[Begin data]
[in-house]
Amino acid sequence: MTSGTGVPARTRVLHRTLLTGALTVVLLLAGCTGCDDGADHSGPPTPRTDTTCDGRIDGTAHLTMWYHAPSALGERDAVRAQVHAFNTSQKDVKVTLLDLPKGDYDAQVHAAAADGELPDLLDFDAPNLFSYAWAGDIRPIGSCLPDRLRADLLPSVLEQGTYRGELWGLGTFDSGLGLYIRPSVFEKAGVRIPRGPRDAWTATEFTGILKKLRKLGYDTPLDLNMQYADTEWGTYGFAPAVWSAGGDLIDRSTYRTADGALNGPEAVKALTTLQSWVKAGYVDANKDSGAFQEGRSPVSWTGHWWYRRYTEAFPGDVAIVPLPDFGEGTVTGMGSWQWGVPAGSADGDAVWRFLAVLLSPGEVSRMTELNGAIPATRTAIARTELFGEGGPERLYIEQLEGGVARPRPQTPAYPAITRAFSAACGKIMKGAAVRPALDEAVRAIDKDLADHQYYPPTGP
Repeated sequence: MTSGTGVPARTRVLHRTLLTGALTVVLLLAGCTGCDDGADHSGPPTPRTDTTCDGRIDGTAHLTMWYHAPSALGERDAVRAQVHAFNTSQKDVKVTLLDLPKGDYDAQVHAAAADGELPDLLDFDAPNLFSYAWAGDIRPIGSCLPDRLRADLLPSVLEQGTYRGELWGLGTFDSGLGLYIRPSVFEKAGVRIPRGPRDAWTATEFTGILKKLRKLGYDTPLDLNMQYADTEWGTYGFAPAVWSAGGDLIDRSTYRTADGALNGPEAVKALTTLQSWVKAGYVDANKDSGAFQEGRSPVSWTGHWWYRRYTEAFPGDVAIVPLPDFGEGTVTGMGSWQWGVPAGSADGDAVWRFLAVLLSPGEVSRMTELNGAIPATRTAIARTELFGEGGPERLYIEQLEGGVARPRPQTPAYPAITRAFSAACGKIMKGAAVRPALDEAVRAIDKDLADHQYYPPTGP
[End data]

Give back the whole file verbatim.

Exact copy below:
[in-house]
Amino acid sequence: MTSGTGVPARTRVLHRTLLTGALTVVLLLAGCTGCDDGADHSGPPTPRTDTTCDGRIDGTAHLTMWYHAPSALGERDAVRAQVHAFNTSQKDVKVTLLDLPKGDYDAQVHAAAADGELPDLLDFDAPNLFSYAWAGDIRPIGSCLPDRLRADLLPSVLEQGTYRGELWGLGTFDSGLGLYIRPSVFEKAGVRIPRGPRDAWTATEFTGILKKLRKLGYDTPLDLNMQYADTEWGTYGFAPAVWSAGGDLIDRSTYRTADGALNGPEAVKALTTLQSWVKAGYVDANKDSGAFQEGRSPVSWTGHWWYRRYTEAFPGDVAIVPLPDFGEGTVTGMGSWQWGVPAGSADGDAVWRFLAVLLSPGEVSRMTELNGAIPATRTAIARTELFGEGGPERLYIEQLEGGVARPRPQTPAYPAITRAFSAACGKIMKGAAVRPALDEAVRAIDKDLADHQYYPPTGP
Repeated sequence: MTSGTGVPARTRVLHRTLLTGALTVVLLLAGCTGCDDGADHSGPPTPRTDTTCDGRIDGTAHLTMWYHAPSALGERDAVRAQVHAFNTSQKDVKVTLLDLPKGDYDAQVHAAAADGELPDLLDFDAPNLFSYAWAGDIRPIGSCLPDRLRADLLPSVLEQGTYRGELWGLGTFDSGLGLYIRPSVFEKAGVRIPRGPRDAWTATEFTGILKKLRKLGYDTPLDLNMQYADTEWGTYGFAPAVWSAGGDLIDRSTYRTADGALNGPEAVKALTTLQSWVKAGYVDANKDSGAFQEGRSPVSWTGHWWYRRYTEAFPGDVAIVPLPDFGEGTVTGMGSWQWGVPAGSADGDAVWRFLAVLLSPGEVSRMTELNGAIPATRTAIARTELFGEGGPERLYIEQLEGGVARPRPQTPAYPAITRAFSAACGKIMKGAAVRPALDEAVRAIDKDLADHQYYPPTGP